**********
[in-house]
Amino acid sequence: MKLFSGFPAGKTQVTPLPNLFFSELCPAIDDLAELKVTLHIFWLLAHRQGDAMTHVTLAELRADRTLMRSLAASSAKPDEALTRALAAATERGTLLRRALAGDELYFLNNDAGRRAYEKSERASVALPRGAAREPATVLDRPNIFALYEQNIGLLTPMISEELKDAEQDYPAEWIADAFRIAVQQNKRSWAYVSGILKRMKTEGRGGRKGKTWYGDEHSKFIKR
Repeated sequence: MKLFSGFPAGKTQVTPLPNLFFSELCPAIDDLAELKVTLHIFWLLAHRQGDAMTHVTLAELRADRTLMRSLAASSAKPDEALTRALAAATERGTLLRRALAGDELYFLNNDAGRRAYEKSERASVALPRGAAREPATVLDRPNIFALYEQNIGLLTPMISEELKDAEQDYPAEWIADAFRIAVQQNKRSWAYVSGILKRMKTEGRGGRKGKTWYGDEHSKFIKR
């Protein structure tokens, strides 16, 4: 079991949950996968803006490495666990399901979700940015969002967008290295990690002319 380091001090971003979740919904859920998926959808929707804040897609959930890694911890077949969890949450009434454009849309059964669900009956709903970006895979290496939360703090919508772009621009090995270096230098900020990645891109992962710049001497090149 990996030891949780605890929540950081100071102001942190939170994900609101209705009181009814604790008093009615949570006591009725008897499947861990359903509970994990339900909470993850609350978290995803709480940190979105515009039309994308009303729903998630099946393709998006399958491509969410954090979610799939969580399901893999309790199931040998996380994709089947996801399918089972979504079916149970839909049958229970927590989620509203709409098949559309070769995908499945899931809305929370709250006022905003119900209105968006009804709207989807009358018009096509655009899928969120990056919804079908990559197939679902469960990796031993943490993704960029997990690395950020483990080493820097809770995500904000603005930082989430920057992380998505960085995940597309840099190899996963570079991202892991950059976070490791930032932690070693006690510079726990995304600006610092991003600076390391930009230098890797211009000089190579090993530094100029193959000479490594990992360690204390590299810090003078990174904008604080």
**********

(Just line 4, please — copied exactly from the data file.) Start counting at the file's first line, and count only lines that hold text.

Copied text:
């Protein structure tokens, strides 16, 4: 079991949950996968803006490495666990399901979700940015969002967008290295990690002319 380091001090971003979740919904859920998926959808929707804040897609959930890694911890077949969890949450009434454009849309059964669900009956709903970006895979290496939360703090919508772009621009090995270096230098900020990645891109992962710049001497090149 990996030891949780605890929540950081100071102001942190939170994900609101209705009181009814604790008093009615949570006591009725008897499947861990359903509970994990339900909470993850609350978290995803709480940190979105515009039309994308009303729903998630099946393709998006399958491509969410954090979610799939969580399901893999309790199931040998996380994709089947996801399918089972979504079916149970839909049958229970927590989620509203709409098949559309070769995908499945899931809305929370709250006022905003119900209105968006009804709207989807009358018009096509655009899928969120990056919804079908990559197939679902469960990796031993943490993704960029997990690395950020483990080493820097809770995500904000603005930082989430920057992380998505960085995940597309840099190899996963570079991202892991950059976070490791930032932690070693006690510079726990995304600006610092991003600076390391930009230098890797211009000089190579090993530094100029193959000479490594990992360690204390590299810090003078990174904008604080």